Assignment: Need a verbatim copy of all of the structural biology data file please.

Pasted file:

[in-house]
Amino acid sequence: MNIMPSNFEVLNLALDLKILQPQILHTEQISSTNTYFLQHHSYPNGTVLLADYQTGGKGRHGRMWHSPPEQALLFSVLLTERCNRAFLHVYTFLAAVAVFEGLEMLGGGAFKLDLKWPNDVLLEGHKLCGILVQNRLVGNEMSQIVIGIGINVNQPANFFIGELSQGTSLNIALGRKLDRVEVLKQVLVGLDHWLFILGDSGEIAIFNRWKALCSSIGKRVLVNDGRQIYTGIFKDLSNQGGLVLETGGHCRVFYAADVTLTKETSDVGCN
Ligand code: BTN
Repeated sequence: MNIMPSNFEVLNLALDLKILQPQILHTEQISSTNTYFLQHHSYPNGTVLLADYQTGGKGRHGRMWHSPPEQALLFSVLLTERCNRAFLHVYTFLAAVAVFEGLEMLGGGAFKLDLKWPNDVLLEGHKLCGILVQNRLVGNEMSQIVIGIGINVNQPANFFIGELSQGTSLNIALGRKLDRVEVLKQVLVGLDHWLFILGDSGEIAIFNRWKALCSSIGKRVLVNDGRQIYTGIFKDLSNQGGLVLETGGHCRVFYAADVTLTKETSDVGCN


[in-house]
Amino acid sequence: MNIMPSNFEVLNLALDLKILQPQILHTEQISSTNTYFLQHHSYPNGTVLLADYQTGGKGRHGRMWHSPPEQALLFSVLLTERCNRAFLHVYTFLAAVAVFEGLEMLGGGAFKLDLKWPNDVLLEGHKLCGILVQNRLVGNEMSQIVIGIGINVNQPANFFIGELSQGTSLNIALGRKLDRVEVLKQVLVGLDHWLFILGDSGEIAIFNRWKALCSSIGKRVLVNDGRQIYTGIFKDLSNQGGLVLETGGHCRVFYAADVTLTKETSDVGCN
Ligand code: BTN
Repeated sequence: MNIMPSNFEVLNLALDLKILQPQILHTEQISSTNTYFLQHHSYPNGTVLLADYQTGGKGRHGRMWHSPPEQALLFSVLLTERCNRAFLHVYTFLAAVAVFEGLEMLGGGAFKLDLKWPNDVLLEGHKLCGILVQNRLVGNEMSQIVIGIGINVNQPANFFIGELSQGTSLNIALGRKLDRVEVLKQVLVGLDHWLFILGDSGEIAIFNRWKALCSSIGKRVLVNDGRQIYTGIFKDLSNQGGLVLETGGHCRVFYAADVTLTKETSDVGCN